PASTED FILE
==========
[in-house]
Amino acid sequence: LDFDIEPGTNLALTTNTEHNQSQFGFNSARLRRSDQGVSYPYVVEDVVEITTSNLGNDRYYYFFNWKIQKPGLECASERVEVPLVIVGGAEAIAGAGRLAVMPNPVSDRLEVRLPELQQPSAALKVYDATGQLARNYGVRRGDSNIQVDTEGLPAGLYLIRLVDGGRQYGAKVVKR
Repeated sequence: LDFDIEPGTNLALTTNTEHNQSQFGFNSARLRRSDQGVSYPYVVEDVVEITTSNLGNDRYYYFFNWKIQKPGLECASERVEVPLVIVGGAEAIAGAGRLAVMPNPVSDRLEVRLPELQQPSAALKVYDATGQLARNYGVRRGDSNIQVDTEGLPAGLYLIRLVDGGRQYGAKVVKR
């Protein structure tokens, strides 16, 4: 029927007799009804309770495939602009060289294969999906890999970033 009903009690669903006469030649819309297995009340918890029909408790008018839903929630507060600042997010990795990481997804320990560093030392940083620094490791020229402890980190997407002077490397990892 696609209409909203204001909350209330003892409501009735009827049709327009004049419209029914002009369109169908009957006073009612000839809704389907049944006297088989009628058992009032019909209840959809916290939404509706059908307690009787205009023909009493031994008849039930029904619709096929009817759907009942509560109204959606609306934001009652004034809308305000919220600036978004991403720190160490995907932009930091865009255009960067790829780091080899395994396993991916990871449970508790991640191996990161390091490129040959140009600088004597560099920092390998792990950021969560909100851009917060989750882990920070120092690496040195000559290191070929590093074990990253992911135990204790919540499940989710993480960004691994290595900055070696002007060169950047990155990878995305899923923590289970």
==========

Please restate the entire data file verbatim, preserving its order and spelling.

[in-house]
Amino acid sequence: LDFDIEPGTNLALTTNTEHNQSQFGFNSARLRRSDQGVSYPYVVEDVVEITTSNLGNDRYYYFFNWKIQKPGLECASERVEVPLVIVGGAEAIAGAGRLAVMPNPVSDRLEVRLPELQQPSAALKVYDATGQLARNYGVRRGDSNIQVDTEGLPAGLYLIRLVDGGRQYGAKVVKR
Repeated sequence: LDFDIEPGTNLALTTNTEHNQSQFGFNSARLRRSDQGVSYPYVVEDVVEITTSNLGNDRYYYFFNWKIQKPGLECASERVEVPLVIVGGAEAIAGAGRLAVMPNPVSDRLEVRLPELQQPSAALKVYDATGQLARNYGVRRGDSNIQVDTEGLPAGLYLIRLVDGGRQYGAKVVKR
């Protein structure tokens, strides 16, 4: 029927007799009804309770495939602009060289294969999906890999970033 009903009690669903006469030649819309297995009340918890029909408790008018839903929630507060600042997010990795990481997804320990560093030392940083620094490791020229402890980190997407002077490397990892 696609209409909203204001909350209330003892409501009735009827049709327009004049419209029914002009369109169908009957006073009612000839809704389907049944006297088989009628058992009032019909209840959809916290939404509706059908307690009787205009023909009493031994008849039930029904619709096929009817759907009942509560109204959606609306934001009652004034809308305000919220600036978004991403720190160490995907932009930091865009255009960067790829780091080899395994396993991916990871449970508790991640191996990161390091490129040959140009600088004597560099920092390998792990950021969560909100851009917060989750882990920070120092690496040195000559290191070929590093074990990253992911135990204790919540499940989710993480960004691994290595900055070696002007060169950047990155990878995305899923923590289970």